A will cannot accomplish your objectives if it is rejected when filed for probate. To avoid this, certain formalities must be complied when your will is signed and witnessed. Any person who could benefit under your will should not be a witness. In addition, affidavits and memoranda often are prepared as evidence of the will-makers and the witnesses competency. Taking care of these details correctly helps void expensive will contests which, if successful, can thwart your wishes.

It is important to note that a will cannot dispose of property that passes outside of your probate estate. For example, property that you own jointly with right of survivorship passes directly to the surviving joint tenant on your death. Life insurance proceeds and your IRA and qualified retirement plan assets pass directly to the person you name as beneficiary under the policy or plan. However, if you name your estate as the beneficiary of a life insurance policy or retirement plan, those assets become part of your probate estate and will be distributed as directed in your will. The disposition of your non-probate assets may also have important estate tax consequences.

If you already have a will, you may need to make some changes to it. Estate tax law changes may require a rethinking of your estate plan. In addition, peoples lives are rarely static. If you have moved to another state, had a change in your familys composition (through marriage, divorce, birth, death, adoption, etc.), or had a significant increase or decrease in net worth, you may need to change your will or make a new one. Changes in the financial, medical, or family status of your beneficiaries, or named person representatives or guardians, also may require a change in some will provisions. Amendments cannot be made informally. Whether your existing will is revised by use of a supplement called a codicil, or your old will is revoked and a new one drawn up, the same important formalities must be observed.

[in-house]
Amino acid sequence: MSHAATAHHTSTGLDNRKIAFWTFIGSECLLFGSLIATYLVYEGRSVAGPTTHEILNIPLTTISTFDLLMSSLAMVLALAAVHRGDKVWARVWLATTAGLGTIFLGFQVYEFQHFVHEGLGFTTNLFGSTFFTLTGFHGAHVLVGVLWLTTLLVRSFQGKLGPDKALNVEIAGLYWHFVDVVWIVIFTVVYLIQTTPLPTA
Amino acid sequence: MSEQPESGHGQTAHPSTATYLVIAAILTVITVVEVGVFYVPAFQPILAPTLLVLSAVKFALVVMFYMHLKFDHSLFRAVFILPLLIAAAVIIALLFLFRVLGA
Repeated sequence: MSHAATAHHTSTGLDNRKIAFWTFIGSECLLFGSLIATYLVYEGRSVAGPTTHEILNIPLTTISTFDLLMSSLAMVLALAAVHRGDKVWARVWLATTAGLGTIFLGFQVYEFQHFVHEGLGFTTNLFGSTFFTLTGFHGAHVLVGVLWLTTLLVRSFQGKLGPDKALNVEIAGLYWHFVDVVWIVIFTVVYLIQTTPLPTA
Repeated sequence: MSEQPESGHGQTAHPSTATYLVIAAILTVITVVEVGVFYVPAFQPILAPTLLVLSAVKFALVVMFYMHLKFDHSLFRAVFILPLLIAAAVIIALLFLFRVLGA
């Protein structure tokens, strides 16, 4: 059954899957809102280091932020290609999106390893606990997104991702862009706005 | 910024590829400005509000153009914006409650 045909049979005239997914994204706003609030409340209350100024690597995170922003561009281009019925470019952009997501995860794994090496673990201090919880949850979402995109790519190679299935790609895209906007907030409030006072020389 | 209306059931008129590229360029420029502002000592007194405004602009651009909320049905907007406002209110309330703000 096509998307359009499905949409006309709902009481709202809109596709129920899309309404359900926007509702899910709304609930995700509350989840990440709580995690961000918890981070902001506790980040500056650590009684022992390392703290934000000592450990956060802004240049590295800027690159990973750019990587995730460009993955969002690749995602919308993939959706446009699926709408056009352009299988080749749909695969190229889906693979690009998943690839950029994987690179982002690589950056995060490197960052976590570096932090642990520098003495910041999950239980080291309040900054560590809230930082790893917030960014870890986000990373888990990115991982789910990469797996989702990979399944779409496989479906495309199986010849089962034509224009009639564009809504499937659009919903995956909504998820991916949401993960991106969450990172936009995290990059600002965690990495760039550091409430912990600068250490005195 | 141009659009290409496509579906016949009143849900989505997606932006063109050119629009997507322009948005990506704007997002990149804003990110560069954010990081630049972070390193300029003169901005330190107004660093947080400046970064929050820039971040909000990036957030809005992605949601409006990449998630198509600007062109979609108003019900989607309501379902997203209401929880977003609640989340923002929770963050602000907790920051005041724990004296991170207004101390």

In all of our giving, let us never forget the priceless gift that was given to us in Jesus Christ.

 

This information was developed to provide you with basic information about Planned Giving to Mesquite United Methodist Church.

Planned Giving provides opportunities for us to express our love for the Lord and keep His Ministries strong and vital for generations to come.

If you are interested in discussing financial gifts to our church, we encourage you to talk to any member of the Finance Committee, the Pastor, or call the church office 702-346-4663.

 

Finance Committee:

  • Sam Latendresse, Chair
  • Wayne Adams

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420 W Pioneer RD
Mesquite NV 89027
Phone: 702-346-4663
For information about our church email us at: Mesquite United Methodist Church